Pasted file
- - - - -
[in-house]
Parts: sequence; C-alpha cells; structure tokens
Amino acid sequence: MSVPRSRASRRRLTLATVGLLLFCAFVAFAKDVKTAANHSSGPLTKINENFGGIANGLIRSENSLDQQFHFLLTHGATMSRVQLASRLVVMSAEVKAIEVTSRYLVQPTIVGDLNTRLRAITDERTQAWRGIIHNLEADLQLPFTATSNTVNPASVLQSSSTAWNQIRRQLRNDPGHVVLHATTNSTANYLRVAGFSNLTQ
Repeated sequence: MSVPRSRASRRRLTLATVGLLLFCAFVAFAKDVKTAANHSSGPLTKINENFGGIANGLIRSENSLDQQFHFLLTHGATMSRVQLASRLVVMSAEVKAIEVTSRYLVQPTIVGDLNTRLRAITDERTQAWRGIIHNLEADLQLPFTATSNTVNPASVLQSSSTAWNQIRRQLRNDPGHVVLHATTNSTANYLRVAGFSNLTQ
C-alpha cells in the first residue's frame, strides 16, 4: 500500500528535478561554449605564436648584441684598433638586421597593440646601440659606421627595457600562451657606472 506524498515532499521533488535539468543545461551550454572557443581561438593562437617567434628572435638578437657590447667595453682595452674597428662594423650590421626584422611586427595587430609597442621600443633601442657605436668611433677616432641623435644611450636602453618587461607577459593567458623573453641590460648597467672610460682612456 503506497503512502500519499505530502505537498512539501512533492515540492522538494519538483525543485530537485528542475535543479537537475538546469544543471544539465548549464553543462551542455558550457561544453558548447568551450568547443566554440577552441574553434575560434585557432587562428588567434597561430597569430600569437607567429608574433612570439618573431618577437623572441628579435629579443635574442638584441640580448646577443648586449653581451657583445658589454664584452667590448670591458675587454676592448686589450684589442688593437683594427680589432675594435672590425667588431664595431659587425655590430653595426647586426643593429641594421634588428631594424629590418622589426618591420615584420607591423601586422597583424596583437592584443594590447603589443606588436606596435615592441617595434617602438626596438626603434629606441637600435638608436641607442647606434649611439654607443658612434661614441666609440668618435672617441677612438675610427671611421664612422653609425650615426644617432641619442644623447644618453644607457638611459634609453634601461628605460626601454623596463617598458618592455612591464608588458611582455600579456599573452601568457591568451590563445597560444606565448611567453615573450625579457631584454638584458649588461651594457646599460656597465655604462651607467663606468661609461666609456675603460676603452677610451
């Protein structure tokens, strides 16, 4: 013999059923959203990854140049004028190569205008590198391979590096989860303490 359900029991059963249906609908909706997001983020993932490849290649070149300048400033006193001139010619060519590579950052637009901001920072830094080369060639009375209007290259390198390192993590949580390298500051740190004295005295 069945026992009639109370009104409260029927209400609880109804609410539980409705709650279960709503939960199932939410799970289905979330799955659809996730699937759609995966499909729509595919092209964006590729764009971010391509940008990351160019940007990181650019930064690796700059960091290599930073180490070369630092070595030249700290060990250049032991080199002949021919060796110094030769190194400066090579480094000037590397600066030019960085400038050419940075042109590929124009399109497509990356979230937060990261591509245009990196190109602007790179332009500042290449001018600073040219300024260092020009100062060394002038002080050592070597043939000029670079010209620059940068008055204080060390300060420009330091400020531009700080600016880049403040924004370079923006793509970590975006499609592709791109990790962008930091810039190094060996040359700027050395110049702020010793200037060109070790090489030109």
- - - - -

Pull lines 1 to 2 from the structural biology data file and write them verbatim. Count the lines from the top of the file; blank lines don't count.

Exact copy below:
[in-house]
Parts: sequence; C-alpha cells; structure tokens